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Schork Oil Outlook: What Are Bulls Waiting For?

Thursday, 22 Jul 2010 | 11:49 AM ET

Henry Hub natural gas bulls entered this week at a critical point. This morning we are bound to see an extremely low injection into storage for last week; perhaps below the 50 Bcf threshold. More importantly, from a fundamental perspective, there is apparent concern in the market regarding the nearby availability of molecules.

To wit, for the first time since the coldest part of last winter a premium is being priced into the spot market on the Nymex. The fact this event has occurred at the hottest part of the summer is not a coincidence.

However, over the last five sessions since last Thursday’s extremely low injection report, bullish momentum has consistently stalled in the low 4.60s, i.e. short of the 4.667, 38% retracement (Apr-Jun) and the 4.688, 62% retracement (Jan-Apr) resistance reference points.

As such, as reiterated in Monday’s issue of The Schork Report, the urgency for bulls to break out of the current ceiling (from 4.667 to 4.688) this week in order to clear a path towards a $5-handle. That is because time is not on their side. Temps are hot now, but that is now ebbing each day we move beyond the summer solstice. Thus, if bulls cannot close the deal now, then their only likely chance for a $5 print this season is a Hail-Mary, i.e. a hurricane. Otherwise, they should prepare for a $3-handle.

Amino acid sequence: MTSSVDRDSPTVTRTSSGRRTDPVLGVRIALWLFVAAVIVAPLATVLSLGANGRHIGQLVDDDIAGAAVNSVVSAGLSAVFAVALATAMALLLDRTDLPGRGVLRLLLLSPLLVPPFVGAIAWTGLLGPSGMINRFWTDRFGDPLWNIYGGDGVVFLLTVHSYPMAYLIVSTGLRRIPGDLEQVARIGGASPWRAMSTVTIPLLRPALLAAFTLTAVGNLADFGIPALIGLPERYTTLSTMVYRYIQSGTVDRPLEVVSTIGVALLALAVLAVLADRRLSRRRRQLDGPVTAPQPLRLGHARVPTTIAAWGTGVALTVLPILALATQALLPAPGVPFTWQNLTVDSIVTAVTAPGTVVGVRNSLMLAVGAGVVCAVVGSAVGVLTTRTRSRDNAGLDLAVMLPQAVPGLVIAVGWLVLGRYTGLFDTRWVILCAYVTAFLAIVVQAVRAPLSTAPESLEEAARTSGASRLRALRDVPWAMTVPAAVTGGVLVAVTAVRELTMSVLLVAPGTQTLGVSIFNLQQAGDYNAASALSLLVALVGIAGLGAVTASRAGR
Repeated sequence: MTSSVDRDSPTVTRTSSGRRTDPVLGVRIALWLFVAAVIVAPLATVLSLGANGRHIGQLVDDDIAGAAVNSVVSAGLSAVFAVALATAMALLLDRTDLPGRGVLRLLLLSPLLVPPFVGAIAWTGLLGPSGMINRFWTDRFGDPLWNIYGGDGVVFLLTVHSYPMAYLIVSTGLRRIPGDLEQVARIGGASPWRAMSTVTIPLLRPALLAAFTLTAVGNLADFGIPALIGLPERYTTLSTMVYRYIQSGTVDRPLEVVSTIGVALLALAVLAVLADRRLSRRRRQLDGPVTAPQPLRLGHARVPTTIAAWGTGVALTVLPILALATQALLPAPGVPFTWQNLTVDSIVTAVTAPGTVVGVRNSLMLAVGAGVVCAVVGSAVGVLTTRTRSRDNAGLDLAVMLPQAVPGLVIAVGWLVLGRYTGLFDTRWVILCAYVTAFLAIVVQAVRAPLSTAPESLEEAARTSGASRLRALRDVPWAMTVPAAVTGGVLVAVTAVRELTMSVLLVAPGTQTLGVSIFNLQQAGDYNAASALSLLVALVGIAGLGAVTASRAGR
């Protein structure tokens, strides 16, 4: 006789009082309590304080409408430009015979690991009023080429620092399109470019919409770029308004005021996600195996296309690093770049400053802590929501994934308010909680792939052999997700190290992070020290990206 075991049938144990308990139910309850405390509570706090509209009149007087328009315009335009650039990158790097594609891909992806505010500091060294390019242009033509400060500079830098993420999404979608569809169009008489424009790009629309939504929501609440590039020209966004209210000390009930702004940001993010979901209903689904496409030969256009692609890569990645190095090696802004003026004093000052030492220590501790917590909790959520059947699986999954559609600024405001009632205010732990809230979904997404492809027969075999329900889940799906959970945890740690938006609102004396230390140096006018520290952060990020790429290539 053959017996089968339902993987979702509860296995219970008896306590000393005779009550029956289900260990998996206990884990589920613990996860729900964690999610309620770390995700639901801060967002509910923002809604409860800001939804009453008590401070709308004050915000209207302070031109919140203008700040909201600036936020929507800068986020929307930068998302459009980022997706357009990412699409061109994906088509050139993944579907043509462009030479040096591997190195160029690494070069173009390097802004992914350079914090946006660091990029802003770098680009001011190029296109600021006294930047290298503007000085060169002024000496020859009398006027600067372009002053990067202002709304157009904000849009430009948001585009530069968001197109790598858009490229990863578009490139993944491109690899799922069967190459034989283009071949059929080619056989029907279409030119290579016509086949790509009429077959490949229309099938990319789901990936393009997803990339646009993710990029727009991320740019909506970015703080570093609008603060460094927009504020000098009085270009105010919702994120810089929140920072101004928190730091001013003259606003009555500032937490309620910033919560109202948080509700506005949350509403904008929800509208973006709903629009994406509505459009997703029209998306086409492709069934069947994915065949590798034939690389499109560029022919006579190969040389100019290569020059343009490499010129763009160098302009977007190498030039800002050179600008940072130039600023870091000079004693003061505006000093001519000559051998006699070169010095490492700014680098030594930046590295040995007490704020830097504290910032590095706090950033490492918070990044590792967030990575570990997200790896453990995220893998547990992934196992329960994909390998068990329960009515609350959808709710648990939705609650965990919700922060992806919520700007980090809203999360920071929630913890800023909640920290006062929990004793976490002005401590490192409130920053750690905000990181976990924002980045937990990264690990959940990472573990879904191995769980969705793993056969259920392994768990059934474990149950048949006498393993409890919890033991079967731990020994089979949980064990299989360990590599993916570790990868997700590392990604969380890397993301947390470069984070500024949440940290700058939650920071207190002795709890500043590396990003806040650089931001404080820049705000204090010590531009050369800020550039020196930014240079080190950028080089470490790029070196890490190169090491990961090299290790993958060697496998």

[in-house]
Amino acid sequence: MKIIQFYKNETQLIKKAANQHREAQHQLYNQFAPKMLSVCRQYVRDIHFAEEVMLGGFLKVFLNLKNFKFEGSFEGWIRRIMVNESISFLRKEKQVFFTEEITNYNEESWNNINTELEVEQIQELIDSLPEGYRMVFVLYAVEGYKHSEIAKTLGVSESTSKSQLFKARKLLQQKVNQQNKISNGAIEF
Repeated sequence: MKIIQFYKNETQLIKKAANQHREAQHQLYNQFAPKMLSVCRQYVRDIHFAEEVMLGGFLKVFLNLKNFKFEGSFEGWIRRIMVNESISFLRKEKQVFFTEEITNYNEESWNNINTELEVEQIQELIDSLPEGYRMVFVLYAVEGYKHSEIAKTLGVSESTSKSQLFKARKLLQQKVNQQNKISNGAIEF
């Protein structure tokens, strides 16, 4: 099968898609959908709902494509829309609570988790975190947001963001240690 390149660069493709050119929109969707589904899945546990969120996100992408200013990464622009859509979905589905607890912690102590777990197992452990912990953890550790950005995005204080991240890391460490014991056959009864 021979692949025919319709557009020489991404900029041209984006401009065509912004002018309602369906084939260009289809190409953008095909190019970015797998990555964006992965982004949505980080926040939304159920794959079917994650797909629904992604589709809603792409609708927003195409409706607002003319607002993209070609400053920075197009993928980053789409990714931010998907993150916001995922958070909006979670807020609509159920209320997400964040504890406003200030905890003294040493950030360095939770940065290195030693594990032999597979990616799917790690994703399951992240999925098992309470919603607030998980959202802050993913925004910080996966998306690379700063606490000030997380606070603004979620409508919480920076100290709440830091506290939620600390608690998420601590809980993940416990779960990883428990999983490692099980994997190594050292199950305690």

Meantime, as far as the Nymex crude oil market is concerned, the bulls keep failing inside a key technical range. Since the start of the summer the bulls have botched numerous opportunities to parlay momentum at the 100-day and 200-day moving averages (78.45, 77.55 as of last night).

As such, the market has effectively been confined in between the 78.40, 62% retracement (May 03rd to May 20th) and the 72.99, 38% retracement. Similar to the situation in the gas market, a sharp contango from the spring in the front end of the Nymex curve has virtually disappeared as concern (deepwater moratorium) regarding the future prospects of nearby supply have accelerated.

This is indeed a bullish circumstance. Therefore it is just to ask why have the bulls thus far been unable to break resistance in both the gas and oil markets? Eventually they are going to tire (i.e., run out of funds) and when that happens, look out below.

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Stephen Schork is the Editor of The Schork Reportand has more than 17 years experience in physical commodity and derivatives trading, risk systems modeling and structured commodity finance.

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